A Significant Tax Break From the New Tax Act

Dear Readers,
Just in time for July Fourth, here's an idea that can provide you with some tax independence !

The Jobs and Growth Tax Relief Reconciliation Act (JGTRRA) signed into law recently offers a window of opportunity for those able to take advantage of it. I've covered the provisions of this legislation in previous articles ("President signs Major Tax Cut...Now What? " and "More on New, Lower Tax Rates for Stock Dividends.").

The strategy I'm going to outline here takes advantage of two changes made by this Act: the reduced tax rate on stock dividends and the cut in the capital gains tax. Both are in effect through 2008.

While the maximum tax rate on both stock dividends and long-term capital gains is now 15 percent, there hasn't been a lot of attention paid to the fact that both of these rates fall to 5 percent for folks whose adjusted gross income puts them into the 10-percent or 15-percent brackets. This includes children. So, if you give your child stock that pays dividends, provided her income -- including the dividends -- does not exceed $28,400, she will only have to pay 5 percent tax on those dividends. And if your child sells this stock, she will only pay 5 percent tax on the capital gains through 2006.

To see if someone you know qualifies, here are the income limits for the two lowest tax brackets this year:

Taxable Income
  Single Married, filing jointly
10% Tax Bracket: Up to $7,000 Up to $14,000
15% tax bracket: Up to $28,400 Up to $56,800

Now here's where it gets interesting: in 2008 -- and for this year only -- both the dividends tax and the capital gains tax drop to zero for folks in the two lowest income tax brackets. In other words, your child would pay NO tax on stock dividends received that year. If she sells the stock during 2008, all of the gain escapes federal tax !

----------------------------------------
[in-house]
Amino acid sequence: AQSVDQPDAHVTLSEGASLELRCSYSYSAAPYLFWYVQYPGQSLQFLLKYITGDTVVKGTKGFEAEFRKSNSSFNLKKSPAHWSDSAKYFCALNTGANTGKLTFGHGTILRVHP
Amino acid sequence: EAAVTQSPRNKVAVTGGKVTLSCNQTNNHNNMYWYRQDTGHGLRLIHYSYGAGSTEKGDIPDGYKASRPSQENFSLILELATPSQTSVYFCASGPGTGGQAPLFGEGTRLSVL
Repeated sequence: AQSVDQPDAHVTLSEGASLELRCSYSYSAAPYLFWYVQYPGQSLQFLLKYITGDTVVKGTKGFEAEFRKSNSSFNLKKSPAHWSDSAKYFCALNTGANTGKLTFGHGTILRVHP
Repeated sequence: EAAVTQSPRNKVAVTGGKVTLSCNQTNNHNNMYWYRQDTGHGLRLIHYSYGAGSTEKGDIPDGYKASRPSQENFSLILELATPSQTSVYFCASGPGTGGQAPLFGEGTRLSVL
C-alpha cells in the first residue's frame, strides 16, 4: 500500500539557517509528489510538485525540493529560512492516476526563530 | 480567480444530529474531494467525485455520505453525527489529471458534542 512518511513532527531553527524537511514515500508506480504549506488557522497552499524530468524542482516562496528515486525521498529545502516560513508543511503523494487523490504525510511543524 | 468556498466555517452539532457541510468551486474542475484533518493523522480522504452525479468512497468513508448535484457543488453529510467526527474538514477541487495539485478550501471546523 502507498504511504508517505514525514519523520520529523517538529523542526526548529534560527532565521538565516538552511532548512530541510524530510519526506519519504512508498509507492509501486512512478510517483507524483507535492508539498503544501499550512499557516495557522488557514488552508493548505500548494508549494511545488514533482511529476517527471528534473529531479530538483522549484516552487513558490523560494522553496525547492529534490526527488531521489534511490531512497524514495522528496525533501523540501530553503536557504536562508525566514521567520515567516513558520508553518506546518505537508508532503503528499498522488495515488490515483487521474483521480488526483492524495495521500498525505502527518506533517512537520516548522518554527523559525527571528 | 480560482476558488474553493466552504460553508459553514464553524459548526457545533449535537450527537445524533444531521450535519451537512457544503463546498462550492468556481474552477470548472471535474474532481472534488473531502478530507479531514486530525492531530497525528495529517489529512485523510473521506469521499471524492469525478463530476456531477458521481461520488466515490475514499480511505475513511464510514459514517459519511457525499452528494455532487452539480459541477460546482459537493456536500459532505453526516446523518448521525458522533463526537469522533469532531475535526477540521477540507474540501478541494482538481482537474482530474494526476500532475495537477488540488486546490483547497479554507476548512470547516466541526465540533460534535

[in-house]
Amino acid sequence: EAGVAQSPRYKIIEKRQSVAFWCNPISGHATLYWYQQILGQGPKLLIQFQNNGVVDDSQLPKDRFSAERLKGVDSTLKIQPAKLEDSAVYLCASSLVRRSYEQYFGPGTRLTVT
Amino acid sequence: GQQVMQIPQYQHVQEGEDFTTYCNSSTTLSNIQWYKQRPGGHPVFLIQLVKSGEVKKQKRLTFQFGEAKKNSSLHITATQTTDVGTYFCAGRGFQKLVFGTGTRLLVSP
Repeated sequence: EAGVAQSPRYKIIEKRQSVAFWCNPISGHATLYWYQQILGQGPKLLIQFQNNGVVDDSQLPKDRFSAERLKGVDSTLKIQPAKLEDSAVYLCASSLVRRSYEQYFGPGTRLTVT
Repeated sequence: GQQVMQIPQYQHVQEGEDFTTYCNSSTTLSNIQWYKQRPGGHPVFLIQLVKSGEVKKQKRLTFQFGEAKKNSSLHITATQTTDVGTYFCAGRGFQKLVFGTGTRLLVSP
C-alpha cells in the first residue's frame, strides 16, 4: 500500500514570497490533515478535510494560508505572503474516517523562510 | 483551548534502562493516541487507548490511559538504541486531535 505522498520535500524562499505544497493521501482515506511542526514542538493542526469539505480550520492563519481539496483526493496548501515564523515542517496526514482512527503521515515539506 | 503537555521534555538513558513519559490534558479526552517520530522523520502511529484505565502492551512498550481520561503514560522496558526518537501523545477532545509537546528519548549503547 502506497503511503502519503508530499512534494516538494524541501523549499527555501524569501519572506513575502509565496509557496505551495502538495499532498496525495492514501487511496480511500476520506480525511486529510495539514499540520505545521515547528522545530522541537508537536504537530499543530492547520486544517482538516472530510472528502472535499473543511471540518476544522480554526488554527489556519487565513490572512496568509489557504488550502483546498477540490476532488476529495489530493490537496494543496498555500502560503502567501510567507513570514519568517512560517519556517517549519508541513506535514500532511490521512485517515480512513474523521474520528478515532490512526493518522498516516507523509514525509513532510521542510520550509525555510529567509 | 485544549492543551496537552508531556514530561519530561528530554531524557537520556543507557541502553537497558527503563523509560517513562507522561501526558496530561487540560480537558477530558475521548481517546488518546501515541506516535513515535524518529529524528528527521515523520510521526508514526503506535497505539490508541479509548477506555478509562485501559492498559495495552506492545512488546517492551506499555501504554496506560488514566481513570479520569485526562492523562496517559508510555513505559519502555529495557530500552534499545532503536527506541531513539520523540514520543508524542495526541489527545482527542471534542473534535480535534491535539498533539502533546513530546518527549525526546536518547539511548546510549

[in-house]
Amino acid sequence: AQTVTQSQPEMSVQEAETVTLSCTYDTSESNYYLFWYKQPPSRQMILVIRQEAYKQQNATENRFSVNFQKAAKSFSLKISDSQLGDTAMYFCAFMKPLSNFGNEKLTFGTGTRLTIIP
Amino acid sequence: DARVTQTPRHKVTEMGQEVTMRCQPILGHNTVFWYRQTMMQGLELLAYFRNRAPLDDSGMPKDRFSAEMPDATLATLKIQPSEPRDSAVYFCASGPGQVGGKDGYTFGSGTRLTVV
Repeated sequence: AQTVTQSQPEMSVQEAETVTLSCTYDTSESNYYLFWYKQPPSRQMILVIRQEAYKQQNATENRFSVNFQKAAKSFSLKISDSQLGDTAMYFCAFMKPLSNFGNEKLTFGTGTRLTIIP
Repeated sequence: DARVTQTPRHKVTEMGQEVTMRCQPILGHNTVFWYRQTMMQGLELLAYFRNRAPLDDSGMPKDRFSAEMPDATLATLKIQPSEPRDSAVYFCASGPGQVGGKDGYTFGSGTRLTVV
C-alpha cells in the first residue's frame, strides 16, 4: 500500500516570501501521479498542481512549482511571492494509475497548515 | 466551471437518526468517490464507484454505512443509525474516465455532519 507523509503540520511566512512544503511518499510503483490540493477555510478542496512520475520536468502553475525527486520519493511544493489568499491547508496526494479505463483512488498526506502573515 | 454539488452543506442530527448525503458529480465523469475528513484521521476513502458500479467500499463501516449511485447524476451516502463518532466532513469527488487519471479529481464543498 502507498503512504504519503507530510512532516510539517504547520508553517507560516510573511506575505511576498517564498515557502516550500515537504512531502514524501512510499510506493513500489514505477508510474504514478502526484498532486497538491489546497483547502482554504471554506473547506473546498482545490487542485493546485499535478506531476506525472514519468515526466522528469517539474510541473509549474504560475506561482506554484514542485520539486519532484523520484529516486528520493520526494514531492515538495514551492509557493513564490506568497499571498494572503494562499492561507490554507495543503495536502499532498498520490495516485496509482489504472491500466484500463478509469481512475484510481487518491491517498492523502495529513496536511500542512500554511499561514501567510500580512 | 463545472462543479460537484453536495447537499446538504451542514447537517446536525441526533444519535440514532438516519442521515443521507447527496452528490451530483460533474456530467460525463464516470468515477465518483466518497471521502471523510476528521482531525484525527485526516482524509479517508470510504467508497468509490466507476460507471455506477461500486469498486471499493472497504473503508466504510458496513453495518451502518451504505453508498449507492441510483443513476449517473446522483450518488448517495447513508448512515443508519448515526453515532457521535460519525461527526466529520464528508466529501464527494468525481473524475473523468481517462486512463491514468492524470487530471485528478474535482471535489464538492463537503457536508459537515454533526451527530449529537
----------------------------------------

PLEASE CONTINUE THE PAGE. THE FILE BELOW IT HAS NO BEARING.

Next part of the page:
While the reduced rate on stock dividends is sweet, the tax savings on any potential long-term capital gains could be enormous.

Let me illustrate: Suppose you're sitting on stock that has seen significant appreciation over the years. Perhaps it's a stock mutual fund that is worth $33,000 -- $10,000 more than when you made the investment 3 years ago. If you sell your shares to take your profit, unless you fall into one of the lower income tax brackets, you will pay a maximum of 15 percent on the gain, or $1,500.

On the other hand, you could divide your stock fund among your three children, gifting each $11,000 worth. Since this, amount does not exceed the annual gifting limit of $11,000 per person, you would owe no gift tax on this. Through 2008, the stock dividends received by your children are taxed at the lowest rate of 5 percent. If your children liquidate their investments before 2008, they will pay only 5 percent in capital gains tax.

Instead of $1,500 in capital gains tax, they'd owe a combined tax of $500 -- a $1,000 savings. And if they hold the stock into 2008, providing they meet the income guidelines, they would pay no taxes on either stock dividends or any long-term gains generated by the investment.

Using this same strategy, you can magnify the tax savings by gifting appreciated assets to your children over the next six years.